|Jn 21:25||not everything Jesus said is written||In fact, if we take John at his word, the Gospels contain but a tiny fraction of what Jesus taught.|
|AA 20:35||Saying of Jesus not in the gospels||Passed on by word of mouth until recorded here in Acts.|
|Jn 20:30||Many other signs left out||John gives just enough to make his theological points, but he witnessed many other signs that are not included in his book.|
|Mk 4:33||He spoke many such parables||But they are not listed here.|
|Mk 6:34||He teaches many things||But none of these teachings are documented here.|
|Jn 16:12||many things yet to say...||...but the apostles aren't ready for them yet, so they are not described here. Presumably they aren't given until after the Resurrection.|
|AA 1:2-3||40 days of proofs, new teachings||Is this the period Jesus refers to in Jn 16:12? Details of these teachings are not provided.|
|AA 2:40||summary only||Luke explicitly declares that sermons of Peter are only briefly touched upon, even though they were quite effective (AA 2:41).|
|2 Tm 3:14-17||Bible profitable (OT is useful) verse used to challenge Catholic teaching||Protestants place much emphasis on this passage to "prove" sola Scriptura but Paul also tells Timothy to adhere to the oral traditions he has been taught (2 Tm 2:2, 2 Tm 3:14; i.e., the teachings of the apostle Paul). And the context shows that Paul is referring to the Old Testament here (2 Tm 3:15; as the NT didn't exist yet), and surely our Protestant brothers will not have us believe that the New Testament is unnecessary for salvation under the New Covenant.|
Nor does Paul claim that Scripture alone is sufficient for salvation, but rather that it is merely useful (2 Tm 3:16; "profitable") for clergy to know since Paul's letter is addressed to Timothy, a bishop of the early church, ("the man of God," 2 Tm 3:17). Likewise, the four purposes (to teach, correct, etc.) for which scripture is declared "profitable" are solely the functions of a "shepherd." Not a word addresses the use of Scripture by the flock.
|1 Tm 3:14-15||Church is "pillar of truth"||Here Paul explicitly identifies the Church as the pillar and foundation of truth, yet our Protestant brothers continue to rely, not on the Church, but on their personal, private interpretation of scripture.|
|AA 17:11||searched scriptures daily verse used to challenge Catholic teaching||The sheep are not hereby made judges of their true shepherds.|
The Bereans read scriptures, not to dispute, but to find confirmation (and comfort) in Paul's words which by his expounding they understood as never before, even though they had read scripture and heard it read every sabbath. And once they had confirmed that Paul was sent by God, surely their "search" concluded and their duty shifted to be attentive to God's messengers. They did not continue to search scripture to learn all revealed truth as Protestants claim to do.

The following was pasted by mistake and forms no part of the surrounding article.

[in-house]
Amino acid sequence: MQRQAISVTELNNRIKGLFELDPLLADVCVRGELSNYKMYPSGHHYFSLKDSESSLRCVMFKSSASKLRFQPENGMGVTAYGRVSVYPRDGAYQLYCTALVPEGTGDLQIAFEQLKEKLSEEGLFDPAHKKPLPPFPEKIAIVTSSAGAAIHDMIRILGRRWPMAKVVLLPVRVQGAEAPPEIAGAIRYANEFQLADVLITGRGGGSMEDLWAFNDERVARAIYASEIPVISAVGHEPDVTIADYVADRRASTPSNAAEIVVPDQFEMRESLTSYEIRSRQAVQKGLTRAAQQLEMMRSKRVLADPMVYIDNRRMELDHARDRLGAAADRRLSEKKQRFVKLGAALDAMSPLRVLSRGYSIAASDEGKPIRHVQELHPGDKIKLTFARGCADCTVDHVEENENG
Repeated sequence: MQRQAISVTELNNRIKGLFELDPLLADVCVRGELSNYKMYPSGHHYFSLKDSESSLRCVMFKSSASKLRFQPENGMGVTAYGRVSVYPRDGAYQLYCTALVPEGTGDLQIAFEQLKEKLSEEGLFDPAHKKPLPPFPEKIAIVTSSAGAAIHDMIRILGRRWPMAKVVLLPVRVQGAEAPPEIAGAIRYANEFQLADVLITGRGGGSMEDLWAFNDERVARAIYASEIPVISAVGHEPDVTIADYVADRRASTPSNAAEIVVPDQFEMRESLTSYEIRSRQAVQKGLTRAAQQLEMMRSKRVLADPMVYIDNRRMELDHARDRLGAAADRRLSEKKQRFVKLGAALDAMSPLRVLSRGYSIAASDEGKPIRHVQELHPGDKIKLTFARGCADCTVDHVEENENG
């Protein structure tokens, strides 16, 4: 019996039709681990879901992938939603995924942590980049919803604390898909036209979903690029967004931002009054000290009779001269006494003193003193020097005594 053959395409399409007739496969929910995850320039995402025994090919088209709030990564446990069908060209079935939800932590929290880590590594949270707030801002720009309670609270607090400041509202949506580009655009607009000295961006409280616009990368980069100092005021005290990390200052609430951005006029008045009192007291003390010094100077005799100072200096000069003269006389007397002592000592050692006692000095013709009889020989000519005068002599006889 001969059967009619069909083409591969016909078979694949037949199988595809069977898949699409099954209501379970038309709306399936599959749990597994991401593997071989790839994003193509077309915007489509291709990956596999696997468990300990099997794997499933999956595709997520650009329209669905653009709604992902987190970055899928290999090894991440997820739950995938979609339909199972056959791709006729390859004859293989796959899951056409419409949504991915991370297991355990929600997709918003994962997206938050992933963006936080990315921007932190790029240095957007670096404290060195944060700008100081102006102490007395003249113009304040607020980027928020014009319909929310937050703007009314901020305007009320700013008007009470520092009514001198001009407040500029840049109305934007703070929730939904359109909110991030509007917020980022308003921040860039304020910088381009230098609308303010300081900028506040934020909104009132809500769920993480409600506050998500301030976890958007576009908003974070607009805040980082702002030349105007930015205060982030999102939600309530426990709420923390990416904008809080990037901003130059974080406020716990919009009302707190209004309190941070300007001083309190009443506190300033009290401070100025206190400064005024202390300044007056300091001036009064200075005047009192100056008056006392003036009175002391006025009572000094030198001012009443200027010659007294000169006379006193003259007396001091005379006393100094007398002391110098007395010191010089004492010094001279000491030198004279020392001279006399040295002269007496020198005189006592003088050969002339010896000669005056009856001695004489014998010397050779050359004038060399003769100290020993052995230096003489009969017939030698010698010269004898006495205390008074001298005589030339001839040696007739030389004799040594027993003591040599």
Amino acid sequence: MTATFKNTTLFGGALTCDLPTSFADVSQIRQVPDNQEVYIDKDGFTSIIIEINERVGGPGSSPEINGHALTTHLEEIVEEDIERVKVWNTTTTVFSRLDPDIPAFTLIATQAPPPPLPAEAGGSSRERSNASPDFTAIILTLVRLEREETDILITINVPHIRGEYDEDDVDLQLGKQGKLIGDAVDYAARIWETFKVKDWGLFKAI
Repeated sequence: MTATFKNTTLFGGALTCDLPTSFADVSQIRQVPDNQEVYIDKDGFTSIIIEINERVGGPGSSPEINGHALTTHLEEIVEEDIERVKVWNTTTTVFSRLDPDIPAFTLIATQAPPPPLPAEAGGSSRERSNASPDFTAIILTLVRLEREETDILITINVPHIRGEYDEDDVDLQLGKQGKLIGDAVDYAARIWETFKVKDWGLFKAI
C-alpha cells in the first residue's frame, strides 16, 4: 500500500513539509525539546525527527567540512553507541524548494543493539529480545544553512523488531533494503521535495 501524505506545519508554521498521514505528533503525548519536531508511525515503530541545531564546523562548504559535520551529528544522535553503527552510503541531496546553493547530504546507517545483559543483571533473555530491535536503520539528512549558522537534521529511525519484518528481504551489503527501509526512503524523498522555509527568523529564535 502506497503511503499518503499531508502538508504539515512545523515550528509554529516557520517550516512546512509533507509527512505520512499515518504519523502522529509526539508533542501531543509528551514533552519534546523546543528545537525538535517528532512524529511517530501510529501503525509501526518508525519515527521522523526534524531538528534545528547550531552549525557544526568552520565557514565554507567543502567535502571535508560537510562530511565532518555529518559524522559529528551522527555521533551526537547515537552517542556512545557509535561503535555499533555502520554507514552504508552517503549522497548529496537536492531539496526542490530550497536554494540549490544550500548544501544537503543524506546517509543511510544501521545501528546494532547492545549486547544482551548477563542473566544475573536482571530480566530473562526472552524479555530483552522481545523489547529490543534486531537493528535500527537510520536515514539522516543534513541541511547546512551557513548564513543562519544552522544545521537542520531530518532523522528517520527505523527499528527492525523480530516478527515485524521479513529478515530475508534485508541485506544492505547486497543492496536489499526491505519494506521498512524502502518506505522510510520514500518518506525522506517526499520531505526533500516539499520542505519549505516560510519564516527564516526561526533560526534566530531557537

Certainly it is a great comfort to a Catholic to see in the Scriptures the clear passages that show the truth of his tenets, and show the grounds for his hopes. But this by no means authorizes him to be judge of the true pastors of the Church, whom he is commanded by Jesus Christ to hear and obey, and from whom they are to learn the genuine sense of the Scriptures.
|Ga 1:11-12||Paul not instructed by man? verse used to challenge Catholic teaching||It is a mistake to think that Paul is declaring a right to discern the scriptures on our own, independent of the Church. For in listening to the Church, we listen to Christ.|
|Ga 1:16-17||Paul avoids apostles? verse used to challenge Catholic teaching||Some Protestants will argue that Paul is operating independently of the Apostles, thereby showing that there is no necessity to submit to the leadership of the Church. But one must not forget Paul's other recounting of his conversion in Acts 9:7 and Acts 22:6-10 wherein Paul admits God sent him to church leaders for a miraculous cure, sacraments, and appointment/sanction.|
|Rv 1:19||Jesus: write what you have seen||This and the related Rv 1:11 are the only places in scripture where Jesus commands anyone to write. Yet the command applies only to this particular vision. Remember also, John wrote this in exile on the island of Patmos (Rv 1:9), (apparently after the death of all the other inspired writers), and was constrained from preaching as Jesus had commanded him earlier (Mk 16:15).|
|AA 17:2-20||Paul reasons from scripture verse used to challenge Catholic teaching||... but only "some" believe (Acts 17:4). Even in the hands of an apostle, scripture is not all illuminating. Leaders of the Church, with a grant of authority from above, may properly discern and expound the meaning of scripture. Lay people, without that grant of authority, are not at liberty to contradict those in authority.|
Note also that (a) this was only Paul's "custom" (i.e., tradition, practice, preference), but not his command or rule of faith. And (b) Paul did this with the Jews only as only they were familiar with Scripture. And lastly, (c) only the Old Testament is referred to here as the New Testament did not yet exist.